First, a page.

Emerging Tech

What Is the Biggest Obstacle to Tech Adoption in Government?

Sergey Nivens/Shutterstock.com

The government’s ability to capitalize on emerging technologies comes down to three elements: people, processes and the technology itself, described by Commerce Department Deputy Chief Information Officer Kirit Amin as a “three-legged stool.”

Yet, only one of those legs – technology – is a relatively straightforward endeavor to tackle.

“Tech is the easiest,” Amin said, speaking today on a panel at the 2014 Federal Forum in in Washington, D.C.

Technology tends to evolve in the commercial sector, and cloud computing, virtualized environments, analytics and big data, mobility and software-defined networking, for example, have matured to the point that government wants to spend some of its $80 billion-plus IT budget on them.

Yet, it’s people and processes that pose the biggest challenges to how quickly the government can use emerging technologies. The government wants the digital technology of tomorrow -- with procurement policies written decades ago, when typewriters ruled the day and people actually knew what microfilm was.  

“One of the problems we have implementing SDNs is, think about acquisition and how that’s done,” said Alissa Johnson, deputy chief information officer in the Office of Administration in the Executive Office of the President. “None of that embraces this type of [forward] thinking. None of it embraces new technology. I can’t pay for something that doesn’t have a finite end, and that’s very difficult for me.”

In one hypothetical example, Johnson suggested sharing services such as cloud computing with another agency such as the General Services Administration. Standard budgeting processes make such endeavors far from a cut and dry process, she said, even if the end result is thought to reduce costs and increase efficiencies.

“It’s very difficult for me to do that,” Johnson added.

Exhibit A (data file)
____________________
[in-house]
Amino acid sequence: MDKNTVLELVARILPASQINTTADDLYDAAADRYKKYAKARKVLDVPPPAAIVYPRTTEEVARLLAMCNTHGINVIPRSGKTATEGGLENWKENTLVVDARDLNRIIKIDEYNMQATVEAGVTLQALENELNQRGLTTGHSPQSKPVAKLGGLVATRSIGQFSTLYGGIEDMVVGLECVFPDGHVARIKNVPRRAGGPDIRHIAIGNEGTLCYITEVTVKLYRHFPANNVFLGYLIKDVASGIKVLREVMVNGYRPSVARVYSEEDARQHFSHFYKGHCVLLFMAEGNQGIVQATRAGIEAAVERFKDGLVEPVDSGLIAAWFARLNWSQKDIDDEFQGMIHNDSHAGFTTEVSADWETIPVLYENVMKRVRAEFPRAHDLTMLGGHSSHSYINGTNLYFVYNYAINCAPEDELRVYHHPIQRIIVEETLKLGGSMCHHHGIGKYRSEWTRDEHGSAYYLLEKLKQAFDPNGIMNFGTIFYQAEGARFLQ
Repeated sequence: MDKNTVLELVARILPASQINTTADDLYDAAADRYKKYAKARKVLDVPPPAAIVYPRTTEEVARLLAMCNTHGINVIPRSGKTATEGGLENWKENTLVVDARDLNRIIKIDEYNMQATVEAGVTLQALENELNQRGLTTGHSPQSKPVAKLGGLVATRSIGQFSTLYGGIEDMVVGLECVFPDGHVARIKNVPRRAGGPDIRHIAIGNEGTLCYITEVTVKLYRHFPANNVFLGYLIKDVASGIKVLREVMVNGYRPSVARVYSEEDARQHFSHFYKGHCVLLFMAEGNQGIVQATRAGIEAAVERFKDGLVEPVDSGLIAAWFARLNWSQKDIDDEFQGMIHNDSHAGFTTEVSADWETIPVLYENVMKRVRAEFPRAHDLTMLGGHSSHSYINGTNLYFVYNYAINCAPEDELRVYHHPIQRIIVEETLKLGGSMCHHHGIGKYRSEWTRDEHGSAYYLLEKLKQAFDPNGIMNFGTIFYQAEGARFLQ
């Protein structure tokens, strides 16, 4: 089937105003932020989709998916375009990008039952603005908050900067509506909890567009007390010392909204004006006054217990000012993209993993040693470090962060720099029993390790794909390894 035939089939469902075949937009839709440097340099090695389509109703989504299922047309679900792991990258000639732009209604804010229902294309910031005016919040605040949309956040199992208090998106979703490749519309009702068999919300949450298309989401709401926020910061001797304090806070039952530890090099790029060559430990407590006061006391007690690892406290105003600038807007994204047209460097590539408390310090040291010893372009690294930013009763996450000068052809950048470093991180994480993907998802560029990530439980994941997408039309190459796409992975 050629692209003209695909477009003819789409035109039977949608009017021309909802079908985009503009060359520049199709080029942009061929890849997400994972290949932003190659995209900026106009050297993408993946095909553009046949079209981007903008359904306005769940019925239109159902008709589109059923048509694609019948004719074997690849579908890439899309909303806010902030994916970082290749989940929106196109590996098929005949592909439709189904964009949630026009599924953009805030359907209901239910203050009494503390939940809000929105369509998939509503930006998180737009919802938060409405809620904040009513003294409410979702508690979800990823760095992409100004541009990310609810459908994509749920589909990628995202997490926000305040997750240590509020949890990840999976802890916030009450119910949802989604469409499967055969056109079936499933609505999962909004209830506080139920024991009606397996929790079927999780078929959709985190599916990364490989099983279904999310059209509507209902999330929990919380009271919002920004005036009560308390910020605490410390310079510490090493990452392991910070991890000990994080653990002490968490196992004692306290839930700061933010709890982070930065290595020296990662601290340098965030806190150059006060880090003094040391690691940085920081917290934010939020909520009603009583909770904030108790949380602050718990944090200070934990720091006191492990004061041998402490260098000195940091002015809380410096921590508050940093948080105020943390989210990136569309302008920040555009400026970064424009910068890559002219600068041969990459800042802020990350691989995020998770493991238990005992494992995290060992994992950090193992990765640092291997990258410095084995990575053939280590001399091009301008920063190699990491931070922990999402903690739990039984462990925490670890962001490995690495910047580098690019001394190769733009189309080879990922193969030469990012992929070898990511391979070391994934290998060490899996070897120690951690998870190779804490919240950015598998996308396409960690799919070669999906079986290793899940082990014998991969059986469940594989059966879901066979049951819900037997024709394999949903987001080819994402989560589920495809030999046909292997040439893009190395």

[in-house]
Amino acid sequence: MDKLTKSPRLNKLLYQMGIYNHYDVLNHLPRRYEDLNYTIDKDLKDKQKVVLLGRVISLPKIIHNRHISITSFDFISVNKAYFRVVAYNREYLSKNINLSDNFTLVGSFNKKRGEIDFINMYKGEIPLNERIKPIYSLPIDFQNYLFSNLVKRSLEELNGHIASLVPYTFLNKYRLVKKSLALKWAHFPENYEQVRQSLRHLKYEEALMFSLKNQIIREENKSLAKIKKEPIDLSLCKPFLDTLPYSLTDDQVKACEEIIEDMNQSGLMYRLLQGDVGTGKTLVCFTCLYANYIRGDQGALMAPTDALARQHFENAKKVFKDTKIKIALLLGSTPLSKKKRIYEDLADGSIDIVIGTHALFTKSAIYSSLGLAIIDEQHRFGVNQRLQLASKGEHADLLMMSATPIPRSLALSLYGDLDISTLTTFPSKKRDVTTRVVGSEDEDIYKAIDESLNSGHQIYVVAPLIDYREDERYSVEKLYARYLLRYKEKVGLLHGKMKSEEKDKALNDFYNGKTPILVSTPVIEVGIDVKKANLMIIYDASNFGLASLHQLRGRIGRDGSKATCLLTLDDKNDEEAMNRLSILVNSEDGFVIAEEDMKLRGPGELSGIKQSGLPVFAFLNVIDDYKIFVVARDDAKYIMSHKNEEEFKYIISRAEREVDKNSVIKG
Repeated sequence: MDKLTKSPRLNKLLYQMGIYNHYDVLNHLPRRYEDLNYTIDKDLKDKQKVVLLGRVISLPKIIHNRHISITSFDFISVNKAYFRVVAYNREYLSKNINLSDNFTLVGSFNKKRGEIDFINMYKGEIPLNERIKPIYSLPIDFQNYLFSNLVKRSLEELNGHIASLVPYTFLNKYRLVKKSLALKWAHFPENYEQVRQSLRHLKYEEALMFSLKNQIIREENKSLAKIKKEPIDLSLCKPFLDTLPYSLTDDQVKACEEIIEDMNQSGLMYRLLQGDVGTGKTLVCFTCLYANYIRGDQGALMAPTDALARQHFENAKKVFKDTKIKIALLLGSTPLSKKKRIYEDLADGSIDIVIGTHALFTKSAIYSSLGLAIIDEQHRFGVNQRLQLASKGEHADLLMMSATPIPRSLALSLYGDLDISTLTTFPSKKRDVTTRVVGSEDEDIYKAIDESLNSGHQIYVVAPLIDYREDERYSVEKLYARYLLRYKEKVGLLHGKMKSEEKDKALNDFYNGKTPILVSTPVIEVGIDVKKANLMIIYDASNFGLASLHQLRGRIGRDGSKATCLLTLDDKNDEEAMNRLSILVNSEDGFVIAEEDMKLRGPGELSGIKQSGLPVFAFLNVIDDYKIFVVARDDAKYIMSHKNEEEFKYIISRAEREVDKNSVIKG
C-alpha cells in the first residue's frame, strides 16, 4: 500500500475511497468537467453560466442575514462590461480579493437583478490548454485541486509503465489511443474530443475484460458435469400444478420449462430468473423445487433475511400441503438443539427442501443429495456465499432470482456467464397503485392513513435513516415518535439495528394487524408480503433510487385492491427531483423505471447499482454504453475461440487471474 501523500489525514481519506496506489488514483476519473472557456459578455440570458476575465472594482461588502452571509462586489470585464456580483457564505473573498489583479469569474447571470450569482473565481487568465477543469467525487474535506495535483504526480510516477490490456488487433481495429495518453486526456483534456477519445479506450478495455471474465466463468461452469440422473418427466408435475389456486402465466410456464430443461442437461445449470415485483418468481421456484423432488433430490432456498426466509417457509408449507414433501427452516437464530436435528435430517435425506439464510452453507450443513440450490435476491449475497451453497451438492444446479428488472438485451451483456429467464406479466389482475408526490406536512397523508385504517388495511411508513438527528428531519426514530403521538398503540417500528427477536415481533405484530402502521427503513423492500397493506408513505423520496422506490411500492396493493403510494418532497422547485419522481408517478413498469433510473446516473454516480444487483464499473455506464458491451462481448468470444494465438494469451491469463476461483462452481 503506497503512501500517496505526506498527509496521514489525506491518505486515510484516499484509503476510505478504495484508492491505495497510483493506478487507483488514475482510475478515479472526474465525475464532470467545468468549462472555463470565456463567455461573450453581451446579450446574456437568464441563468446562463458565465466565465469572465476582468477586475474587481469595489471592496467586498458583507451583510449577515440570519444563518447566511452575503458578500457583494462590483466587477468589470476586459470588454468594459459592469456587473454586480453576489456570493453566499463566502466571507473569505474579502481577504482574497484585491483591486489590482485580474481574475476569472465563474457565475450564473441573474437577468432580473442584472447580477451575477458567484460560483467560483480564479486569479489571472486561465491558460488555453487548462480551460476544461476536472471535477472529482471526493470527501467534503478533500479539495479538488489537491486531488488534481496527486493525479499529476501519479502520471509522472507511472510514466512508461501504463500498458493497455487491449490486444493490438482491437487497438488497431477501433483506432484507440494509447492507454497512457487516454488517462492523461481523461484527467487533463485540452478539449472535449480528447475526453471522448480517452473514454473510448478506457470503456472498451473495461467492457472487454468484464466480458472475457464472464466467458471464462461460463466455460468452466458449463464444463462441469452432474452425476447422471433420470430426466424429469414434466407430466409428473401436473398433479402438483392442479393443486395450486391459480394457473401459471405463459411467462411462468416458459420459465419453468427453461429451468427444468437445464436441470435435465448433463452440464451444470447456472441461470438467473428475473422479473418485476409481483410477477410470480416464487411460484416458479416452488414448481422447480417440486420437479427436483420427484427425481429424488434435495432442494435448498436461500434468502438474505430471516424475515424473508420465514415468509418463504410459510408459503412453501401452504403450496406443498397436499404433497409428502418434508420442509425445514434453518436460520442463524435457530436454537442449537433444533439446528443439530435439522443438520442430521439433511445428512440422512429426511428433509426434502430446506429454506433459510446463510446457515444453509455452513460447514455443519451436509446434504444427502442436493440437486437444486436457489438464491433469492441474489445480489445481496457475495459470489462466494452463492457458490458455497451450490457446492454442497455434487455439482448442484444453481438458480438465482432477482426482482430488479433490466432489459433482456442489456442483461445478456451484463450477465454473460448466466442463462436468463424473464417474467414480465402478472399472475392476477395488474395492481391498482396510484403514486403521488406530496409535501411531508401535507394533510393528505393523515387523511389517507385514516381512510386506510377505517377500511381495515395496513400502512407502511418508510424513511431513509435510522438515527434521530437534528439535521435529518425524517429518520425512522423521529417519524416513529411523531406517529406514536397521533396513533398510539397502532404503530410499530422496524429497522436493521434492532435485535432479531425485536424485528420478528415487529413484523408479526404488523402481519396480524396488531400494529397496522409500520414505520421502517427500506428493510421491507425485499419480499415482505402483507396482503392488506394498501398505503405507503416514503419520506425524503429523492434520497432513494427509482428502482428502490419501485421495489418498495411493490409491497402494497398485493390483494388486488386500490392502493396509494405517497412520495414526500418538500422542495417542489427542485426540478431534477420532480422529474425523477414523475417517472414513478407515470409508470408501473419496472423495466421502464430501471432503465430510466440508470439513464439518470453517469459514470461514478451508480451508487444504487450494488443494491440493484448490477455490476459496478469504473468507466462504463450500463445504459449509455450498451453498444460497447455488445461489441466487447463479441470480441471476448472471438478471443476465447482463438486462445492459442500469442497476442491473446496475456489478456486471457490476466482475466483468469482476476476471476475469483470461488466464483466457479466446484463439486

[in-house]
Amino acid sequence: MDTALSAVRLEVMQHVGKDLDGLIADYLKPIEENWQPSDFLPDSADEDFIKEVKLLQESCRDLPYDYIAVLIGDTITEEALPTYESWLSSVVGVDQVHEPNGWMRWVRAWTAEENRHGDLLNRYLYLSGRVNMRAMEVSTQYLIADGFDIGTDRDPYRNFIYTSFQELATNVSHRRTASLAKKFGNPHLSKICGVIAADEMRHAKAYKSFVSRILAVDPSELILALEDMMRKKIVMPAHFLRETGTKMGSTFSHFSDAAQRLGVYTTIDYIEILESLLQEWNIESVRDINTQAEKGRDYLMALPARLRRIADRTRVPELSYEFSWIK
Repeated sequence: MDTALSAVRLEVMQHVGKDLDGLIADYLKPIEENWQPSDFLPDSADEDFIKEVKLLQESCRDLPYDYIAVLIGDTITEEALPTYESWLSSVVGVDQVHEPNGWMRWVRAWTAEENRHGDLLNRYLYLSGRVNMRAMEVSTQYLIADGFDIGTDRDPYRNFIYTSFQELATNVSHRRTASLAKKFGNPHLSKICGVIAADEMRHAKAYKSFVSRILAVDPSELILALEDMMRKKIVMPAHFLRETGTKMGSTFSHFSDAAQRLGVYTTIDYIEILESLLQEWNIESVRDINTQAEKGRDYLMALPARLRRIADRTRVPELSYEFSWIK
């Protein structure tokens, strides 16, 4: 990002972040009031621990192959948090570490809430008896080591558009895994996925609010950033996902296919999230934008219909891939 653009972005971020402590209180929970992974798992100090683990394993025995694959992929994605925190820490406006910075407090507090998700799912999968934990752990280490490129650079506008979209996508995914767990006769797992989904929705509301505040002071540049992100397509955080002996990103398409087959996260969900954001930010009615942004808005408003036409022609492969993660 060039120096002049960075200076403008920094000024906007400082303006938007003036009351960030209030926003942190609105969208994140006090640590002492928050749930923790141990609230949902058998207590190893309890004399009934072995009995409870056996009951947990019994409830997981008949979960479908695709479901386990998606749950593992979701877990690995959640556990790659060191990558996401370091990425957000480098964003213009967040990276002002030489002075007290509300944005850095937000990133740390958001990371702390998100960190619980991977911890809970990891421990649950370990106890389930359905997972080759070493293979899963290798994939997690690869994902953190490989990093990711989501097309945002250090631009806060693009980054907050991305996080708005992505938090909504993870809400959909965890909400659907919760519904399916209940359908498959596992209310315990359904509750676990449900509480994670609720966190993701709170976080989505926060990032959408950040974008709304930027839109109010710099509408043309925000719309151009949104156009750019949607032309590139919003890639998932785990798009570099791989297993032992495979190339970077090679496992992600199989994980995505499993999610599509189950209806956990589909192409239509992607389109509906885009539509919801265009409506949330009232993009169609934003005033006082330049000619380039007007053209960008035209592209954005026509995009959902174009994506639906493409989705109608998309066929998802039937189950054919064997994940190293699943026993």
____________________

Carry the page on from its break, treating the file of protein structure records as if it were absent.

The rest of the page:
Standard policies don’t embrace open source platforms, either, Johnson added. Most government IT solutions incorporate some open source code – and in some cases, large quantities of it – but the reality is that federal policy isn’t friendly to open source.

“I need to make sure I am following policies, processes and procedures of government, but policies don’t embrace open source,” Johnson said, responding to an audience question.

Ron Bewtra, chief technology officer for the National Oceanic and Atmospheric Administration, said “regulation and policy is not keeping up” for government as a whole. For individual projects and organizations, old policies can be sufficient. Overall, however, government lags in these areas.

“By the time policies are approved, something else [in tech] is coming out,” Bewtra said.

The third leg – people – affects the government’s use and implementation of technology in two ways. On one hand, Bewtra said, workforce culture plays a major role in technology decisions made within an agency. Does the organization take acceptable risks or is leadership content with the status quo? Is the culture resistant to change?

On the flip side, when policies do change and an organization decides, for instance, to close data centers and heavily invest in cloud computing, can its employees – its people – adjust and reinvent their skillsets? Data scientists and analysts are the hot commodity today systems administrators were in the 1990s. So can the current workforce adjust? Should it panic?

“The reality is that old technology is not going to die quickly, no matter what we say,” Bewtra said, noting his parents still diligently use their VHS recorder. “People don’t need to panic because something new came up.”

They’d better be ready to adapt, though.

“The CIO shop is going to change,” Johnson said. “I need data scientists, data managers. I need people who can write [application program interfaces] now. It’s a culture change and a mindset change, but really, is it change or is it reminding ourselves that we constantly have a responsibility to retool and stay relevant and keep our skills fresh?”

John Skudlarek, deputy chief information officer at the Federal Communications Commission, noted the White House’s newly launched U.S. Digital Services office and its TechFAR Handbook to help drive agencies toward more agile technology adoptions.

The tech market is now driving government to change, he said.

“The government used to drive the market, but the market is now clearly driving the government,” Skudlarek said. “They’re doing with commercial platforms what we in the government are following up on – what we’re trying to do.” 

(Image via Sergey Nivens /Shutterstock.com)

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// November 23
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